It’s been eight years since I put on the necklace, eight years since I felt the lump under my skin. And it’s been almost eight years since I first heard those words: “Michele, it looks like you have thyroid cancer.”
It was a Friday afternoon in late November, two months after my wedding and the day before my husband and I were planning to go pick out our Christmas tree. My doctor said those words, and then she made two calls, and just like that, I had appointments with a surgeon to remove my thyroid the day after New Year’s and an endocrinologist to manage my care forevermore after the surgery.
My husband and I drove home in mostly stunned silence, but for my confused questioning: “I thought I was doing everything right. I run. I don’t smoke. I eat blueberries, for god’s sake.” I knew all too well even before that day that cancer doesn’t discriminate, but I still never expected that it would happen to me.
My thyroidectomy was a little more than a month later, but on November 30, 2007, I became a cancer survivor. I felt physically just the same as I had the day before — which is to say, completely fine — but my life had been separated into two distinct periods, one before cancer and one after.
A couple of weeks later, I went to my first thyroid cancer support group meeting. I knew by then that thyroid cancer was then, and is now, one of the fastest growing cancers, particularly among women in their 30s and 40s. More than 60,000 people will be diagnosed with the disease in 2015; most of them will have papillary thyroid cancer, the same type that I did. Most of us won’t die of thyroid cancer, but it will be with us, in some form or fashion — via daily drugs to compensate for our missing thyroids, quarterly and yearly lab tests, the worry when we find an unusual lump — for the rest of our lives.
But there was a lot more that I didn’t know that day. I didn’t know that the radioactive iodine treatment I’d receive to destroy the thyroid tissue that my surgery left behind would damage my salivary glands and leave me with permanent dry mouth. I didn’t know that that treatment wouldn’t kill all the cells, and that just two years later, another cancerous nodule would grow in the same spot that the first one did, requiring another round of treatment. I didn’t know how to help my family and friends manage my diagnosis and treatment and all its aftermath.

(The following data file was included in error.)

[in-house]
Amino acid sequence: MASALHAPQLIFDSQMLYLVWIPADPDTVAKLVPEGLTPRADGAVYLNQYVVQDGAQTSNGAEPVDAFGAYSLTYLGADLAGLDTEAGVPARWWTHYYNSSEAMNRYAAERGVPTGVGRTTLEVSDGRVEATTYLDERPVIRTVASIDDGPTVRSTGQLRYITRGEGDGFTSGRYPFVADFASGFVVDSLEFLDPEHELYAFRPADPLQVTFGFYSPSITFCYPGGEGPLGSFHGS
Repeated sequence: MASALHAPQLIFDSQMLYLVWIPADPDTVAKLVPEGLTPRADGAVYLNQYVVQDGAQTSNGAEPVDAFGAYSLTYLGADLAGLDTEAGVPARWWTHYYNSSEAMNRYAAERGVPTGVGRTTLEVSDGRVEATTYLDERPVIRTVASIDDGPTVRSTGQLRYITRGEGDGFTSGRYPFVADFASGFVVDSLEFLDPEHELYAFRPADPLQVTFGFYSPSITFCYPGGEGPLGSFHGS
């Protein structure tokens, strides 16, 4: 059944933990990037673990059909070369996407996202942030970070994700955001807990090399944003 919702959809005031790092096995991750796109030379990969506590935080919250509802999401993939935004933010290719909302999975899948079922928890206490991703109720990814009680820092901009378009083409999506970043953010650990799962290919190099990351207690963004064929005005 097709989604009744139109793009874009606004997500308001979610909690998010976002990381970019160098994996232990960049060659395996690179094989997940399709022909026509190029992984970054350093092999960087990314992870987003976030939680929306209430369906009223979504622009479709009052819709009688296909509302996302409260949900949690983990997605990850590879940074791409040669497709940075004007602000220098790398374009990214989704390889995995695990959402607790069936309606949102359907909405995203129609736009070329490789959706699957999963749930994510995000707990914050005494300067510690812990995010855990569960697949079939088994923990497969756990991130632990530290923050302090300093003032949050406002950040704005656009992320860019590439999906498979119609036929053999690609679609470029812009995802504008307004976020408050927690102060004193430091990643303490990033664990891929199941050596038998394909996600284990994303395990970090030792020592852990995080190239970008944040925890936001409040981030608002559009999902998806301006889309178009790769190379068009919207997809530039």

I didn’t know that too many people — some doctors included — continue to think, and to tell thyroid cancer patients, that thyroid cancer is “the good cancer.”
There is NO good cancer.
I haven’t defined myself by cancer in the last seven years, but that diagnosis changed my life. Some of those changes have been tough ones; I’ll never take even a routine bloodwork appointment lightly again. Other changes have been for the better. The word “cancer,” even when it’s preceded by “fully treatable,” has a way of hammering home the message that life is short.
I kept up my blueberry-eating habit, but I also traded in a stressful job for one that’s closer to my true loves of writing and editing, with more time for the people and priorities that matter most to me. That change altered my career trajectory — for the good, I’d argue now, especially as I look at my two kids, both born since my recurrence. I’m not sure I would have made it without the nudge — no, the kick in the butt — that thyroid cancer gave me.
It’s been five years now since my last round of treatment, and I’ve pivoted to figuring out life after cancer, though “after” implies a greater level of completion than I feel. I still have a lot to learn about thyroid cancer and what it means for me and my family — lessons I hope I’ll have a lifetime to learn. In the meantime, I’m proud and grateful to call myself a survivor.
Find out more about thyroid cancer, including how to conduct your own neck check, as well as information for patients and caregivers, at the Thyroid Cancer Survivors Association.
Michele is a wife, mom of two, cancer survivor, and writer living in Washington, D.C. She blogs about life after cancer and infertility — as well as random musings on life as a transplanted Bostonian, a devoted fan of the Red Sox, and an infrequent and slow runner — at A Storybook Life. You can follow her on Facebook and Twitter.
Have you heard the phrase, “you have ‘the good cancer'” too?